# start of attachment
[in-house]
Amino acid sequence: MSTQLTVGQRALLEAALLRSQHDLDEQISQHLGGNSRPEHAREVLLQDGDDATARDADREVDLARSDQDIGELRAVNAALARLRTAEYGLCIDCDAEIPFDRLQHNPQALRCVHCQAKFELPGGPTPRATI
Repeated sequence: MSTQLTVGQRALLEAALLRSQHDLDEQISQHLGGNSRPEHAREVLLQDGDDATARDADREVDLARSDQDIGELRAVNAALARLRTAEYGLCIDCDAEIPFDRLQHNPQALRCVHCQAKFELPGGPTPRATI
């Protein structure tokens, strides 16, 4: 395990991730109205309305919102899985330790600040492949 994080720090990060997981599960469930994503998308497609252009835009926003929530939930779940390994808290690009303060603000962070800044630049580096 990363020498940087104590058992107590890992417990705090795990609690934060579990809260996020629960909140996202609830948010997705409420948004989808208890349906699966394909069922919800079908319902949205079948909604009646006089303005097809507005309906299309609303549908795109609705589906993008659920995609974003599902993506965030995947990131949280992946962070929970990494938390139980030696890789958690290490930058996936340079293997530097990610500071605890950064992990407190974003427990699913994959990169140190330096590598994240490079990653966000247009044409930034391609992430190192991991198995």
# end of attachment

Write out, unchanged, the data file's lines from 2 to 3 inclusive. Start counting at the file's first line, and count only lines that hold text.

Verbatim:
Amino acid sequence: MSTQLTVGQRALLEAALLRSQHDLDEQISQHLGGNSRPEHAREVLLQDGDDATARDADREVDLARSDQDIGELRAVNAALARLRTAEYGLCIDCDAEIPFDRLQHNPQALRCVHCQAKFELPGGPTPRATI
Repeated sequence: MSTQLTVGQRALLEAALLRSQHDLDEQISQHLGGNSRPEHAREVLLQDGDDATARDADREVDLARSDQDIGELRAVNAALARLRTAEYGLCIDCDAEIPFDRLQHNPQALRCVHCQAKFELPGGPTPRATI